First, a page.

With all these new trends in mind, Norton by Symantec commissioned the research firm Edelman Intelligence to do the My First Device Research Report, an online survey of 6,986 parents aged 18+ years old, with children aged 5-16 across 10 markets as following: 5,974 European parents ages 18+ across France, Germany, Italy, the Netherlands, Spain, Sweden, Poland and the United Kingdom. The Middle East sample reflects input from 1,012 parents ages 18+ across the United Arab Emirates and the KSA. This 10-minute survey was in fieldwork between the 10th and the 20th of August 2018. The margin of error for the total sample is +/-.5%. Throughout the survey, they asked about connected devices when referring to smartphones or tablets that are connected to the internet and excluded from this specification are tablets or other devices designed specifically for young children.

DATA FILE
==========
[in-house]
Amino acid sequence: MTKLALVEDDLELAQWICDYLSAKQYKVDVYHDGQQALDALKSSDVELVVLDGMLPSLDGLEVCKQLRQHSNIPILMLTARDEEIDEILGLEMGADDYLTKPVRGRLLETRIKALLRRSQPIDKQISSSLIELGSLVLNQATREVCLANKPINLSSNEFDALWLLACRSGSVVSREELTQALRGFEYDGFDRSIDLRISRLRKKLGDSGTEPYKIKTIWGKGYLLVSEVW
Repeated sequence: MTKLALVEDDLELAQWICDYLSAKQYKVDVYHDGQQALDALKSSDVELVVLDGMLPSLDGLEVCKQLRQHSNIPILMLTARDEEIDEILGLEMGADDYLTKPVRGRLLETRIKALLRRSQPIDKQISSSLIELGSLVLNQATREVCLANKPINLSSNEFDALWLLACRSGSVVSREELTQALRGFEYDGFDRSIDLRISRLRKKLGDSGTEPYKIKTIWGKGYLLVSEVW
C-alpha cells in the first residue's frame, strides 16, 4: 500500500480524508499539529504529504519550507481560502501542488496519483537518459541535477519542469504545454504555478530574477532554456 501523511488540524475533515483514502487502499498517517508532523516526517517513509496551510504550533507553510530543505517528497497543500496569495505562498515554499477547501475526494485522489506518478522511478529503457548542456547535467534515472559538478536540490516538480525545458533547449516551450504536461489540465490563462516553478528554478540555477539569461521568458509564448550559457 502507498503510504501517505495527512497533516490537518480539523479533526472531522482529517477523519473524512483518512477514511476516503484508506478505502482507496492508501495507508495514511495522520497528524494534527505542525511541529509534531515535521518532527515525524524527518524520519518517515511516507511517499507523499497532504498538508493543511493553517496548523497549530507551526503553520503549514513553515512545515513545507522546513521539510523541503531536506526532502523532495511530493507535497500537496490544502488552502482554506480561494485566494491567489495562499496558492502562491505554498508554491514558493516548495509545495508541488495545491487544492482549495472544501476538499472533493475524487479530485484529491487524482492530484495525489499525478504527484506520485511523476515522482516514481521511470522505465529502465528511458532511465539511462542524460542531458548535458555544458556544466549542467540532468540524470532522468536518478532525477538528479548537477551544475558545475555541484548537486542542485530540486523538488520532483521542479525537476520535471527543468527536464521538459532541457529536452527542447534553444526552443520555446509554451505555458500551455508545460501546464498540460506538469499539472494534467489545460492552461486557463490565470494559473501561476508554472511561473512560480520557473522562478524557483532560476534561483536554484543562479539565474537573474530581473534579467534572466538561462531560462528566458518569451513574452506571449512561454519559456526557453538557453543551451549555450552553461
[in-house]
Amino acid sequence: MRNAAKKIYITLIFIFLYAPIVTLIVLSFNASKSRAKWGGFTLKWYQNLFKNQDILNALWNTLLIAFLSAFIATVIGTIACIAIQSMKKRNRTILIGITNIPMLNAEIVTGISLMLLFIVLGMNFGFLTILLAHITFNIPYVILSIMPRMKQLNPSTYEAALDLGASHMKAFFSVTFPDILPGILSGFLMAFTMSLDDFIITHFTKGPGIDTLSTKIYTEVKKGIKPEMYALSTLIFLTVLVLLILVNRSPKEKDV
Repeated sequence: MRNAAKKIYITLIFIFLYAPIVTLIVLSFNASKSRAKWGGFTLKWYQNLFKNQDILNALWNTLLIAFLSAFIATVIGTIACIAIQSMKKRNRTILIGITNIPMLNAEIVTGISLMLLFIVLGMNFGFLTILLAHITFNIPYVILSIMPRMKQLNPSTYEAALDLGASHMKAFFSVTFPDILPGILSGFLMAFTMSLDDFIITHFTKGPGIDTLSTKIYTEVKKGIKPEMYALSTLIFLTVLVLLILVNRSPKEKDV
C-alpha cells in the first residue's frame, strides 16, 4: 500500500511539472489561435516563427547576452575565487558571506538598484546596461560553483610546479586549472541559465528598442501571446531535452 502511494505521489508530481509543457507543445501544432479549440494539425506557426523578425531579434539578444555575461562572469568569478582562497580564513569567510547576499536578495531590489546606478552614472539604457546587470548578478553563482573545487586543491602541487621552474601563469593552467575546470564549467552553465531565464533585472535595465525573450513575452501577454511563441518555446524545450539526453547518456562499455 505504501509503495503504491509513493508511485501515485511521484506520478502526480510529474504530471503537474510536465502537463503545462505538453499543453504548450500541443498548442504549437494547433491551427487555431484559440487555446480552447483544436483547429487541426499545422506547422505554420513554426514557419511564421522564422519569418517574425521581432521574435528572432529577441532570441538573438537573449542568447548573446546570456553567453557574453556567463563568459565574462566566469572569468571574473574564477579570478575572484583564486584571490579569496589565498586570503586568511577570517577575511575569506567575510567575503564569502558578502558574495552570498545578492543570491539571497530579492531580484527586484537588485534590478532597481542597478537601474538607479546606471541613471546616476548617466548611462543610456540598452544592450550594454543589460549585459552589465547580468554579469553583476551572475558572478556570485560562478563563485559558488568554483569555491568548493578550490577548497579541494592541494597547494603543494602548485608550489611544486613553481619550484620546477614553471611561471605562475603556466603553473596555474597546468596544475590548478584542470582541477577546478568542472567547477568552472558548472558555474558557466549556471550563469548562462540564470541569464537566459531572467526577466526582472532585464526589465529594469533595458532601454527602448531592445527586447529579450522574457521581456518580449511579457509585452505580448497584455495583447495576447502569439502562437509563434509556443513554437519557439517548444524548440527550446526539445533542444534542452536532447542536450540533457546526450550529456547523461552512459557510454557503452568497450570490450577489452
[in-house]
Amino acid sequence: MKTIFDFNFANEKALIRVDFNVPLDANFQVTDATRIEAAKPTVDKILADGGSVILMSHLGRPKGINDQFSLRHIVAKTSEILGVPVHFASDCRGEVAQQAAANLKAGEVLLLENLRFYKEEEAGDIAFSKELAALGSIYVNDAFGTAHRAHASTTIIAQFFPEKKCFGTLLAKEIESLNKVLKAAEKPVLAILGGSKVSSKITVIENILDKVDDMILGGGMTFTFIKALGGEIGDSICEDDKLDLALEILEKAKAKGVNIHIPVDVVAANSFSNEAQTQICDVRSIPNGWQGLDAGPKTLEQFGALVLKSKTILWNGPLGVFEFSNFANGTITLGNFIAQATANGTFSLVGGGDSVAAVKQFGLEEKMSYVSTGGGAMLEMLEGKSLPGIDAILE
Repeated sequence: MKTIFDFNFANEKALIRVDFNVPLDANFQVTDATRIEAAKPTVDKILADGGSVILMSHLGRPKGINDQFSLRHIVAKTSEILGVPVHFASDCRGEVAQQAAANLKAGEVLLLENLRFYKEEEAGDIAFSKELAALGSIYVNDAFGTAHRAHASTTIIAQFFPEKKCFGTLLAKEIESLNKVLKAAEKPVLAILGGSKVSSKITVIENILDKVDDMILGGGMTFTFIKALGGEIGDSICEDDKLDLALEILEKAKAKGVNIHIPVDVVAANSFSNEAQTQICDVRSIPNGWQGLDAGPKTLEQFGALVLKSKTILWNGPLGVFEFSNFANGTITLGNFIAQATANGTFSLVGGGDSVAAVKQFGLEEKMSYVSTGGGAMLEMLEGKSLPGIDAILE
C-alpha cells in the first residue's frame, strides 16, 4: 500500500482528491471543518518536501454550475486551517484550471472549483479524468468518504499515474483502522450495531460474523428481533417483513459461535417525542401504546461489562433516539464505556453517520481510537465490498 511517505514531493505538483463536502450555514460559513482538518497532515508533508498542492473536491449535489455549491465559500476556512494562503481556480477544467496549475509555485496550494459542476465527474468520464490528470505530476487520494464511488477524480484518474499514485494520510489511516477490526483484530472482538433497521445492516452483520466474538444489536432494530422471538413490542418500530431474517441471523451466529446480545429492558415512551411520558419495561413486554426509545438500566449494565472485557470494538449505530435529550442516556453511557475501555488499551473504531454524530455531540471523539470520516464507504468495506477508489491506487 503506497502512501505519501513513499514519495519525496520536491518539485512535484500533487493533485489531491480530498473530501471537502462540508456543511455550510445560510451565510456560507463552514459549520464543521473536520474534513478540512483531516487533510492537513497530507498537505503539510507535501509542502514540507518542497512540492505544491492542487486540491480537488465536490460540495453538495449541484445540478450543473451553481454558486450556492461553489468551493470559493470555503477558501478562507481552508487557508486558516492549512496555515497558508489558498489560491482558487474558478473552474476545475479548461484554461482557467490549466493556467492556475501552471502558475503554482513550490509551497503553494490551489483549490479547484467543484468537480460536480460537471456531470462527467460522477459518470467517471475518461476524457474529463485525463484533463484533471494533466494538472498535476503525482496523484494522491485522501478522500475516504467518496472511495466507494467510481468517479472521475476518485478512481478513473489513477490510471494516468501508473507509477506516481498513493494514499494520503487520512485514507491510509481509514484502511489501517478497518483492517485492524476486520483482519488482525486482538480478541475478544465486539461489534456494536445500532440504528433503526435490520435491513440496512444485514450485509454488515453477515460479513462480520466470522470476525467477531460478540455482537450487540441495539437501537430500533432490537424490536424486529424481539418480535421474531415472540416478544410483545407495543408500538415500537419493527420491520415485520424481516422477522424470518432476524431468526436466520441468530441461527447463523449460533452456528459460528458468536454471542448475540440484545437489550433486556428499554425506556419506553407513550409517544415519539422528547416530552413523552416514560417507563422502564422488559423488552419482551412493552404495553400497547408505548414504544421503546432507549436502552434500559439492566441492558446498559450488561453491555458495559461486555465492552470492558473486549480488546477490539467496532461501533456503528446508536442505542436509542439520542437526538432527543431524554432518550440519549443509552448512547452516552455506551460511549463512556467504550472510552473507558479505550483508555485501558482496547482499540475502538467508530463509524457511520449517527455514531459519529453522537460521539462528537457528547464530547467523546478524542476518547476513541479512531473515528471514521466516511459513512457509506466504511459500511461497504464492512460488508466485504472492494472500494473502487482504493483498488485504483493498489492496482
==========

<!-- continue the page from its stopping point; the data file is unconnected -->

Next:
What the research found regarding the UAE is that "children in the UAE desire mobile screen time more than candy or sweets. Further, children in the UAE spend more time in front of a mobile screen than playing outdoors, with more than one-quarter of parents saying their child or children spend more time than the parents spend online. On average across the UAE, children spend close to two and half hours of their leisure time on mobile devices every day, close to an hour longer than the average amount of time spent playing outdoors". Actually, this doesn't come as a surprise taking into consideration the climate we have to put up with here. When more than 6 months per year, spending time outside is next to impossible, there is no surprise that kids spend more time in front of their screens. Of course, there are alternatives like playing, reading or going to playdates but also these are kind of time limited, too. Probably this is also one of the causes why the kids in UAE are the youngest to receive a mobile device. "Norton’s research shows that parents are giving in to pester power, as on average children in the UAE are getting their first device at seven- three years younger than parents feel their children should be allowed one. In the United Arab Emirates the difference is one of the greatest across EMEA, on average, children in other markets receive their first device only one year earlier than when parents feel they should have them" shows the research. Well, my daughters don't really have their own devices but my youngest, at 5 years old, knows very well where to find YouTube on my phone and on the tablet.